To make this happen, your action step here is to set a rule for yourself that there is no recreational reading during work, unless you are deliberately taking a break. It’s key to separate work and leisure stuff. When you are doing your professional development reading, it should feel more like "work." Do what you need to, not what you want. Likewise, when you are off the clock, go ahead and enjoy reading books or articles for fun, but follow this one rule for recreational reading: You can only read it if you want to read it, not because you think you should read it.

Step 5: Read those who have proven themselves.

With some fancy web design and some PhotoShop images on Instagram, it is easier than ever to appear as a fitness expert. Whom should you read or follow?

Simple. Look for people who have already proven themselves.

When looking through their blog, check out the “About” and “Testimonials” pages. See who this person is and what this person has done. Does this person properly do their research? Are they well-read on the latest research? Do they have recent results (from clients) to show? Those are just some factors to consider.

Some notable people to include on your reading list are: Dean Somerset, Mike Israetel, Tony Gentilcore, Todd Bumgardner, just to name a few!

Step 6: Look for wisdom, not just information.

Today we have more information than we know what to do with. To grasp just how much information we're talking here, consider this quote from Goodman’s book Viralnomics:

“In 2003, Google CEO Eric Schmidt said that every two days we create as much information as human beings did from the dawn of civilization up until 2003. Since 2003 this process has compounded. I suspect that now this is happening every few hours.”

The results is, we have endless amounts of information, but lack an understanding of what to do with that information.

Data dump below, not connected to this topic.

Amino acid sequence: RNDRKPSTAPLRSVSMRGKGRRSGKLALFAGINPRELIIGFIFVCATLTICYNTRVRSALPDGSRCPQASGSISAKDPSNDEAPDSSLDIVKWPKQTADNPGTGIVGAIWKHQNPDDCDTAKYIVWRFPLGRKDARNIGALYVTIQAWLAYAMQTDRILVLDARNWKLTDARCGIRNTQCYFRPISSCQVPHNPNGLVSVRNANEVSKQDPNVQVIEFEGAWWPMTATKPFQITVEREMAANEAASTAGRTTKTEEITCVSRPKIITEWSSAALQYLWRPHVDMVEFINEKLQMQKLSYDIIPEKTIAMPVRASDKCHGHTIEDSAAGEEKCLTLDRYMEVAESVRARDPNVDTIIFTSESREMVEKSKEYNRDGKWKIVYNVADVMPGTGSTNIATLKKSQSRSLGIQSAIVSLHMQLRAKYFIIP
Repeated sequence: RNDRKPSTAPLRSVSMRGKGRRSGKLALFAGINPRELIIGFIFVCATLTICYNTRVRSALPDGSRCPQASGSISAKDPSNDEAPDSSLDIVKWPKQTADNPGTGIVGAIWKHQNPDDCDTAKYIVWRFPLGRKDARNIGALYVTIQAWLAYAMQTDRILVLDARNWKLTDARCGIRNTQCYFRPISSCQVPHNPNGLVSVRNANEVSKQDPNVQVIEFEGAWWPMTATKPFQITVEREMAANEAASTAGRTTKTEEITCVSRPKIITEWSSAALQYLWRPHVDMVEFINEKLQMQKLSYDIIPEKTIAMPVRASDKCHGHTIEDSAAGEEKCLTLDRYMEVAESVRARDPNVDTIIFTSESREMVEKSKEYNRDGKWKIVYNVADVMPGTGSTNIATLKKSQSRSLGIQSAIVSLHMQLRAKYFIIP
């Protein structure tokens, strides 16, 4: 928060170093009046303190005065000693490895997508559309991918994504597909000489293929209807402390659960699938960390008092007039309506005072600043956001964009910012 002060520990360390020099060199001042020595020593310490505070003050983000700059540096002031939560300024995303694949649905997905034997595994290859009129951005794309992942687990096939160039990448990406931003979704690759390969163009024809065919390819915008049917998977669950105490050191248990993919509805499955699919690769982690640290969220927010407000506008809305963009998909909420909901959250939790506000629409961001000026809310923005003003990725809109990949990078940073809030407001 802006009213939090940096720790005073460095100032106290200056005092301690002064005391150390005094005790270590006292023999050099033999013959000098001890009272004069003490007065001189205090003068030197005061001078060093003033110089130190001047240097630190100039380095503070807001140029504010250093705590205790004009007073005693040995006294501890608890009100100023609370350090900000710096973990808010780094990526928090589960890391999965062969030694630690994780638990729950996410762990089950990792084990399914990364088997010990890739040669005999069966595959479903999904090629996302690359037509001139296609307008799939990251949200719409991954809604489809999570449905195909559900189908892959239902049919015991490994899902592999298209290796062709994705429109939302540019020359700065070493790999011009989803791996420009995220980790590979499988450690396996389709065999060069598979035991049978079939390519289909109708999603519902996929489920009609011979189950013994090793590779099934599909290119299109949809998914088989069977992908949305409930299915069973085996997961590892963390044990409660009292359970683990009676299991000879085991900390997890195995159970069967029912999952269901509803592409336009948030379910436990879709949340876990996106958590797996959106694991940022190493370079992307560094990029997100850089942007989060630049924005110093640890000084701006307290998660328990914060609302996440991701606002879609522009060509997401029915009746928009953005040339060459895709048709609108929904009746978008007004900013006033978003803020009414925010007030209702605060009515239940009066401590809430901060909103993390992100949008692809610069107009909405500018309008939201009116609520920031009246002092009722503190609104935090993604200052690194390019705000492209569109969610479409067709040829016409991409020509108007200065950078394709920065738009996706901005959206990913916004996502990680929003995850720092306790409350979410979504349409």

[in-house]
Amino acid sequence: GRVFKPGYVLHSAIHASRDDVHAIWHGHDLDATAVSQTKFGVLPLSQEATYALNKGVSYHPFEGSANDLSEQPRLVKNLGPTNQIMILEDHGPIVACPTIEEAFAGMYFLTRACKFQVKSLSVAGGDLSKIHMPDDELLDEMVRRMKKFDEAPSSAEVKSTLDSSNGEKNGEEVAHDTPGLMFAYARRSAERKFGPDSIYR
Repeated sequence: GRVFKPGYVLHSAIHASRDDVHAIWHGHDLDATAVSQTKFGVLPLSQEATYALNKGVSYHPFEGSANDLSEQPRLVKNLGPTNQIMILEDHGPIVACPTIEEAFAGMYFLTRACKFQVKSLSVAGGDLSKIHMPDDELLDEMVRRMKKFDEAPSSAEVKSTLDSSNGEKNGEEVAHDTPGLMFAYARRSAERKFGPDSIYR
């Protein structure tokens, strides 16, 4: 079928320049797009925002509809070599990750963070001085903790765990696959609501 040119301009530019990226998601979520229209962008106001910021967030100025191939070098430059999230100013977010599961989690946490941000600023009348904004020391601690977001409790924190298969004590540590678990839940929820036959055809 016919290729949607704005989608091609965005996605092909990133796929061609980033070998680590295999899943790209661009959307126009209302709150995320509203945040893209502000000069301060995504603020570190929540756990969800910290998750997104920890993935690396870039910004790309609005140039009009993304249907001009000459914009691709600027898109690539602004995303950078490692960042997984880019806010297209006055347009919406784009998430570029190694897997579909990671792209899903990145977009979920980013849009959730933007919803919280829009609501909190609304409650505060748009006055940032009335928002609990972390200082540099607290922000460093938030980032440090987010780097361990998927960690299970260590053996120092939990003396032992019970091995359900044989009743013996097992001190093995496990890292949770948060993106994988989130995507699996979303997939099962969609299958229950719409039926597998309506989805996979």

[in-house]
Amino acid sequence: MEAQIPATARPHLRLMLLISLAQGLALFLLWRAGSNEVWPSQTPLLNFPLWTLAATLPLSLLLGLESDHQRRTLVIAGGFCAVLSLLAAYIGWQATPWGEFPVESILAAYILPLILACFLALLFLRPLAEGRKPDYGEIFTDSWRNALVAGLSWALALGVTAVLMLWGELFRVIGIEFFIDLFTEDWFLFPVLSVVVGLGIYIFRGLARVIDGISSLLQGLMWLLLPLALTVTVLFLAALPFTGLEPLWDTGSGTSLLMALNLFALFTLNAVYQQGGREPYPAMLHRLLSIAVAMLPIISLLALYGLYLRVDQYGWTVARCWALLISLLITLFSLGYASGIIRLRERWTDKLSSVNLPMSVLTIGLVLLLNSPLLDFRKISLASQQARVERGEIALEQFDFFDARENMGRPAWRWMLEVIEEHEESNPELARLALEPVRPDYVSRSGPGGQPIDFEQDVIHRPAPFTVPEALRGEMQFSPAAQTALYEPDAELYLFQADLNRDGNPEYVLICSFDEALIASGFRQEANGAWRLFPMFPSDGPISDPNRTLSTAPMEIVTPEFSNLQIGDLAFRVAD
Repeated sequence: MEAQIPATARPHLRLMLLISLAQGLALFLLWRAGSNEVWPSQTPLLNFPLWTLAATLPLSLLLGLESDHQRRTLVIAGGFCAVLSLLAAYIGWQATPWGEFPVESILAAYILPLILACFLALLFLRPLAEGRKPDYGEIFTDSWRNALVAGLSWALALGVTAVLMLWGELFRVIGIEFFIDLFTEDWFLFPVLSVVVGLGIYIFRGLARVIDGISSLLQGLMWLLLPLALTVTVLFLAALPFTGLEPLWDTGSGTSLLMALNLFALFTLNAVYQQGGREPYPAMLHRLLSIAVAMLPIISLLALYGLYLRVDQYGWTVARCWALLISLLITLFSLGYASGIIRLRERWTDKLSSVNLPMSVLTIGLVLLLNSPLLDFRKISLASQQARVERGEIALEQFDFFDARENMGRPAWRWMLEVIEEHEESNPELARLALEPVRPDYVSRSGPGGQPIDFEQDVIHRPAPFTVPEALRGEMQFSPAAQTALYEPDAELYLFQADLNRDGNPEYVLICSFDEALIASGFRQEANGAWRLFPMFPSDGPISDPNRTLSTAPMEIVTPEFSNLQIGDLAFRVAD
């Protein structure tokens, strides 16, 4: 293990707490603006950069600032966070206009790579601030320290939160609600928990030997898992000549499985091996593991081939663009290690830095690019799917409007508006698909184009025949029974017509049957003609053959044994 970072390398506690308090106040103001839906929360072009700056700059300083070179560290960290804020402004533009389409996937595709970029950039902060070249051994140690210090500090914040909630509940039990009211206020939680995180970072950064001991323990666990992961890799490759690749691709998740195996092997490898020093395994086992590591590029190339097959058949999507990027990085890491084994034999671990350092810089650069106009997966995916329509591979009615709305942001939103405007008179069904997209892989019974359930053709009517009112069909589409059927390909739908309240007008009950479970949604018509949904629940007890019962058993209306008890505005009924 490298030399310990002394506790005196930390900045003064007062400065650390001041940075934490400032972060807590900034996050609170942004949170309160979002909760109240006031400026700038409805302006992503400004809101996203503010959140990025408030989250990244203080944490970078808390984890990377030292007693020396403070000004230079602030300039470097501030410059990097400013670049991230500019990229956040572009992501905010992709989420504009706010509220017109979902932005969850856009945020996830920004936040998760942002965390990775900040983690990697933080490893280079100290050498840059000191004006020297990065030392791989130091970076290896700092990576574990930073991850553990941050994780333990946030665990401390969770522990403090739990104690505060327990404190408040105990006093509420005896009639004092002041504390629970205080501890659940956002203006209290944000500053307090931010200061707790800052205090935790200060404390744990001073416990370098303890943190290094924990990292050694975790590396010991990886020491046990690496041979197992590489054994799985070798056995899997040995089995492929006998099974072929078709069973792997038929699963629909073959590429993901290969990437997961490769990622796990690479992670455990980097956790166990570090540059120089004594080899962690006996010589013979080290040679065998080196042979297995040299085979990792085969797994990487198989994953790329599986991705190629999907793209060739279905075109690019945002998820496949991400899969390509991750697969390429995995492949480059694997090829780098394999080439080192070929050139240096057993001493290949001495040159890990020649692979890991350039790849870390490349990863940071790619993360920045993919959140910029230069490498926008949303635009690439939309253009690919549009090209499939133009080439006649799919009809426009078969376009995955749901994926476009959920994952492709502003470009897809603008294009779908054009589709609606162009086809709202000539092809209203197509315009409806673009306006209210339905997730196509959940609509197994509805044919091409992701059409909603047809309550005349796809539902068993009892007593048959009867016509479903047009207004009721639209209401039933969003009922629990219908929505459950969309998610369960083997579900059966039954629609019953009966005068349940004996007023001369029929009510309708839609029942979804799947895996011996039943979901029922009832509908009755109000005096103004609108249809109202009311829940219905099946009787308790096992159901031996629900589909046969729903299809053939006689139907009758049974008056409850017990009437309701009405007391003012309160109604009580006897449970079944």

Too often, trainers only crave more and more cutting-edge information. Desiring to learn is good, but when you don’t know how to apply it to the real world, your clients, or your business, it’s useless. Wisdom makes all the difference. Knowing what to do with the information you gain is wisdom.

This is one reason I’m a huge Dan John fan. John has been lifting weights for longer than I’ve been alive. He has an insane amount of experience in weightlifting, track and field, highland games, sports conditioning, kettlebells, corrective exercise, fat loss, general fitness, and more. He knows how to apply what he knows to get results.

Stop saying, “Oh, I’ve heard that before.” Take a moment, read the current research, and stay open to ideas from anyone and anything. If there are similarities in what people say, pay attention and dig into it yourself, but be prepared to have your mind changed based on developing evidence. And make sure you devote some time to learning from veteran trainers and coaches who have been doing this a long time and are committed life-long learners themselves.

Step 7: Let others help.

Never forget that you are not alone in this. You don’t have to do all the filtering yourself. Letting others help, especially someone whom you respect and trust, can save you a ton of time. Reader “digests,” such as:

The PTDC’s Best Fitness Articles of the Week
Chris Beardsley’s Strength & Conditioning Research Review’s Research Digest

...and other products like them are all great summaries of relevant research by trusted authorities.

Reach out to your peers, too, but be careful that you don’t simply surround yourself with people who agree or think exactly the same--it’s a good way to be trapped in an echo chamber. Ask for recommendations of great books and websites that could potentially challenge your perspective.

And of course, read plenty of books. Always. Books are a collection of someone’s vast and deep knowledge of certain subject matter. You’d be crazy to ignore this gift of knowledge that various authors have given us (in most cases, for less than $20, too!)

In this day and age of fast, digital information, how much you know and how much of the right things you know can further your career.

Photo Credit: Featured image by Pixabay, Image 1 by Pixabay, Image 2 by Pixabay